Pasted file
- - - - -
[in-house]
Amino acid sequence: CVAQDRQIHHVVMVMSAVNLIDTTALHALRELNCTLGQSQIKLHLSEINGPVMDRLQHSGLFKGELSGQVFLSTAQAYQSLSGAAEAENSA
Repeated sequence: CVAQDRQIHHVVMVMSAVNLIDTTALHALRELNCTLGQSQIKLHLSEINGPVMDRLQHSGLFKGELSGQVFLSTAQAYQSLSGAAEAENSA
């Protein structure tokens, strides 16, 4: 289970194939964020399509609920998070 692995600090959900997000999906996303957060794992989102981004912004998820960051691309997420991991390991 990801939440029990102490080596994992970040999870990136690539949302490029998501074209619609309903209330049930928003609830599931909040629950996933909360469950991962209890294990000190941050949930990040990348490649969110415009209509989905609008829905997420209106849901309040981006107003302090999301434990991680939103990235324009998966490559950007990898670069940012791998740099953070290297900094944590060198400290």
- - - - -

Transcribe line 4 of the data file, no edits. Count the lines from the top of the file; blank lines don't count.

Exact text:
């Protein structure tokens, strides 16, 4: 289970194939964020399509609920998070 692995600090959900997000999906996303957060794992989102981004912004998820960051691309997420991991390991 990801939440029990102490080596994992970040999870990136690539949302490029998501074209619609309903209330049930928003609830599931909040629950996933909360469950991962209890294990000190941050949930990040990348490649969110415009209509989905609008829905997420209106849901309040981006107003302090999301434990991680939103990235324009998966490559950007990898670069940012791998740099953070290297900094944590060198400290």